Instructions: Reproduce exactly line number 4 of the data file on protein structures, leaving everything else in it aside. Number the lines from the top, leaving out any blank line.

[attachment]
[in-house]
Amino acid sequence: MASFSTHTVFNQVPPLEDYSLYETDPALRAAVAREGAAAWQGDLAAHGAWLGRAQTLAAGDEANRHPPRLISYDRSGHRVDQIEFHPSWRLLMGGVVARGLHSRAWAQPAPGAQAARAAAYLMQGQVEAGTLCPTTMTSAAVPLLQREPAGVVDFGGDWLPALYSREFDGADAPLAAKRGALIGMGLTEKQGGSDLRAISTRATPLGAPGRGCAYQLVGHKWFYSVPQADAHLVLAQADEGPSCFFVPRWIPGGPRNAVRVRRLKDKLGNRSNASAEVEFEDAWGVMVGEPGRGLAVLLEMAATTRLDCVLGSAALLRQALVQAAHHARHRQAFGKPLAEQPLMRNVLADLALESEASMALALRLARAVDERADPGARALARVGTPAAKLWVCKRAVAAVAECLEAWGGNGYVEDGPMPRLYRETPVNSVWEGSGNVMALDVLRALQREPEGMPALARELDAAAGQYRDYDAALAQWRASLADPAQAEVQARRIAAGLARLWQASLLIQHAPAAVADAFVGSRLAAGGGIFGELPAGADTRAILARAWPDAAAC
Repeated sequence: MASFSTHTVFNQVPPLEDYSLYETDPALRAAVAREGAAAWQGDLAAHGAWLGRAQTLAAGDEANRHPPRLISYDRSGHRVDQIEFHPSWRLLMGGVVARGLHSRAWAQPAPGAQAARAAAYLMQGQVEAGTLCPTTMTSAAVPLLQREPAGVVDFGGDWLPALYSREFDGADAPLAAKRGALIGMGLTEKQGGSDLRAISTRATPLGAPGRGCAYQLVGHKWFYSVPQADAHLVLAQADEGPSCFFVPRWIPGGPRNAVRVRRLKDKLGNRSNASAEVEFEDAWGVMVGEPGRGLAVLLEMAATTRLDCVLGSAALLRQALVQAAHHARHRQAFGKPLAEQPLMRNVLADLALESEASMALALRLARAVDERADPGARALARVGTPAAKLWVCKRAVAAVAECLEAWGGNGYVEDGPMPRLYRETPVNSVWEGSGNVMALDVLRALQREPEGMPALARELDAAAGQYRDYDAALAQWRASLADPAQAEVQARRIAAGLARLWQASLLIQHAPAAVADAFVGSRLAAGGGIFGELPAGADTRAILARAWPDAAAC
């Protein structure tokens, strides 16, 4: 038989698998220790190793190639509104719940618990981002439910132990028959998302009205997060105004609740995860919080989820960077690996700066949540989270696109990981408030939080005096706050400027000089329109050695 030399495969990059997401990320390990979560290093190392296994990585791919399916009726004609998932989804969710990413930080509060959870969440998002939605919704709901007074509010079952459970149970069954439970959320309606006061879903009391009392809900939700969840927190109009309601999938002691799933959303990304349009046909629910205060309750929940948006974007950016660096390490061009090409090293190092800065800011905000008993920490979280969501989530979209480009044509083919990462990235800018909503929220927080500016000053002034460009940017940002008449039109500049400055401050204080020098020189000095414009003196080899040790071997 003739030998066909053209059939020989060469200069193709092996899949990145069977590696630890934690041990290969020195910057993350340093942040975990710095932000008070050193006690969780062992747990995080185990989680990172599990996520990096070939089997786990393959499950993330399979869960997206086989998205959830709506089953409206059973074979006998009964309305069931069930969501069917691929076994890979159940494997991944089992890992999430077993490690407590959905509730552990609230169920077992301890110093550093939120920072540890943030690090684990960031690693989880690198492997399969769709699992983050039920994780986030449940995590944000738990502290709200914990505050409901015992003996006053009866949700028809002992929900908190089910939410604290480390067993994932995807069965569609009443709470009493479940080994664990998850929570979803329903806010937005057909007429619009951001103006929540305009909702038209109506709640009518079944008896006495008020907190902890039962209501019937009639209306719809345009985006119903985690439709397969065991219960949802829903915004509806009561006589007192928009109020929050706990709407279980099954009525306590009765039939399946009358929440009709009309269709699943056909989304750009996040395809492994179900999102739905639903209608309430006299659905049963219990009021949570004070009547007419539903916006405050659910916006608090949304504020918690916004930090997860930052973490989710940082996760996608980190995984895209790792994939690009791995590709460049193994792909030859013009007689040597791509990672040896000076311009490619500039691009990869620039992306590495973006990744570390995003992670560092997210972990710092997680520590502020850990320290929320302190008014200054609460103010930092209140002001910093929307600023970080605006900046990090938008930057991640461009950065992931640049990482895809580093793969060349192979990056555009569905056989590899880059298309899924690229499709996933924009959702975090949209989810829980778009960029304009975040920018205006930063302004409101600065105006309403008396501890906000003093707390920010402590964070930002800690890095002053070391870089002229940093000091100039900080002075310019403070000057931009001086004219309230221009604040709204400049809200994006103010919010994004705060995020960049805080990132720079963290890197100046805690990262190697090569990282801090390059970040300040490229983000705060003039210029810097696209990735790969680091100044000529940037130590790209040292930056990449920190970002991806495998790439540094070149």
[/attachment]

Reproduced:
């Protein structure tokens, strides 16, 4: 038989698998220790190793190639509104719940618990981002439910132990028959998302009205997060105004609740995860919080989820960077690996700066949540989270696109990981408030939080005096706050400027000089329109050695 030399495969990059997401990320390990979560290093190392296994990585791919399916009726004609998932989804969710990413930080509060959870969440998002939605919704709901007074509010079952459970149970069954439970959320309606006061879903009391009392809900939700969840927190109009309601999938002691799933959303990304349009046909629910205060309750929940948006974007950016660096390490061009090409090293190092800065800011905000008993920490979280969501989530979209480009044509083919990462990235800018909503929220927080500016000053002034460009940017940002008449039109500049400055401050204080020098020189000095414009003196080899040790071997 003739030998066909053209059939020989060469200069193709092996899949990145069977590696630890934690041990290969020195910057993350340093942040975990710095932000008070050193006690969780062992747990995080185990989680990172599990996520990096070939089997786990393959499950993330399979869960997206086989998205959830709506089953409206059973074979006998009964309305069931069930969501069917691929076994890979159940494997991944089992890992999430077993490690407590959905509730552990609230169920077992301890110093550093939120920072540890943030690090684990960031690693989880690198492997399969769709699992983050039920994780986030449940995590944000738990502290709200914990505050409901015992003996006053009866949700028809002992929900908190089910939410604290480390067993994932995807069965569609009443709470009493479940080994664990998850929570979803329903806010937005057909007429619009951001103006929540305009909702038209109506709640009518079944008896006495008020907190902890039962209501019937009639209306719809345009985006119903985690439709397969065991219960949802829903915004509806009561006589007192928009109020929050706990709407279980099954009525306590009765039939399946009358929440009709009309269709699943056909989304750009996040395809492994179900999102739905639903209608309430006299659905049963219990009021949570004070009547007419539903916006405050659910916006608090949304504020918690916004930090997860930052973490989710940082996760996608980190995984895209790792994939690009791995590709460049193994792909030859013009007689040597791509990672040896000076311009490619500039691009990869620039992306590495973006990744570390995003992670560092997210972990710092997680520590502020850990320290929320302190008014200054609460103010930092209140002001910093929307600023970080605006900046990090938008930057991640461009950065992931640049990482895809580093793969060349192979990056555009569905056989590899880059298309899924690229499709996933924009959702975090949209989810829980778009960029304009975040920018205006930063302004409101600065105006309403008396501890906000003093707390920010402590964070930002800690890095002053070391870089002229940093000091100039900080002075310019403070000057931009001086004219309230221009604040709204400049809200994006103010919010994004705060995020960049805080990132720079963290890197100046805690990262190697090569990282801090390059970040300040490229983000705060003039210029810097696209990735790969680091100044000529940037130590790209040292930056990449920190970002991806495998790439540094070149």